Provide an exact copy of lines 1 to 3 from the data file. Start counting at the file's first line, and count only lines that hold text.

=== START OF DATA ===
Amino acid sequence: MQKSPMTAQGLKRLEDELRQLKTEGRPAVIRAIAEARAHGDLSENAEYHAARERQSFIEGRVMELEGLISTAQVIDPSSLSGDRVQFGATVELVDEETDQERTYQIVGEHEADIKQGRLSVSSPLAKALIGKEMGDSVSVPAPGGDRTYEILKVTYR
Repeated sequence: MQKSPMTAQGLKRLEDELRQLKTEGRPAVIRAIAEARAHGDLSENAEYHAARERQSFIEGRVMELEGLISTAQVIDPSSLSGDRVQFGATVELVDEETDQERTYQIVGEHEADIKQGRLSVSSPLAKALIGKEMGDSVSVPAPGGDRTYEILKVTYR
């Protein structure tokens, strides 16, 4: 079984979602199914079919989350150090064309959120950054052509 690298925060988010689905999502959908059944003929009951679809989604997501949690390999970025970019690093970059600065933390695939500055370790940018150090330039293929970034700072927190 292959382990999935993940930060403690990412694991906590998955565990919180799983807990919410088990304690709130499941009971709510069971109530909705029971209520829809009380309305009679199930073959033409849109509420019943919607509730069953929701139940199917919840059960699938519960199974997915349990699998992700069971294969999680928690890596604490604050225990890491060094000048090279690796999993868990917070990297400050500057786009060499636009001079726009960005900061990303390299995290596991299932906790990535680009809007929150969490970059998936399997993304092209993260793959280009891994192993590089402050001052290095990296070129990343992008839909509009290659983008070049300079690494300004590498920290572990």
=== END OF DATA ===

Amino acid sequence: MQKSPMTAQGLKRLEDELRQLKTEGRPAVIRAIAEARAHGDLSENAEYHAARERQSFIEGRVMELEGLISTAQVIDPSSLSGDRVQFGATVELVDEETDQERTYQIVGEHEADIKQGRLSVSSPLAKALIGKEMGDSVSVPAPGGDRTYEILKVTYR
Repeated sequence: MQKSPMTAQGLKRLEDELRQLKTEGRPAVIRAIAEARAHGDLSENAEYHAARERQSFIEGRVMELEGLISTAQVIDPSSLSGDRVQFGATVELVDEETDQERTYQIVGEHEADIKQGRLSVSSPLAKALIGKEMGDSVSVPAPGGDRTYEILKVTYR
């Protein structure tokens, strides 16, 4: 079984979602199914079919989350150090064309959120950054052509 690298925060988010689905999502959908059944003929009951679809989604997501949690390999970025970019690093970059600065933390695939500055370790940018150090330039293929970034700072927190 292959382990999935993940930060403690990412694991906590998955565990919180799983807990919410088990304690709130499941009971709510069971109530909705029971209520829809009380309305009679199930073959033409849109509420019943919607509730069953929701139940199917919840059960699938519960199974997915349990699998992700069971294969999680928690890596604490604050225990890491060094000048090279690796999993868990917070990297400050500057786009060499636009001079726009960005900061990303390299995290596991299932906790990535680009809007929150969490970059998936399997993304092209993260793959280009891994192993590089402050001052290095990296070129990343992008839909509009290659983008070049300079690494300004590498920290572990």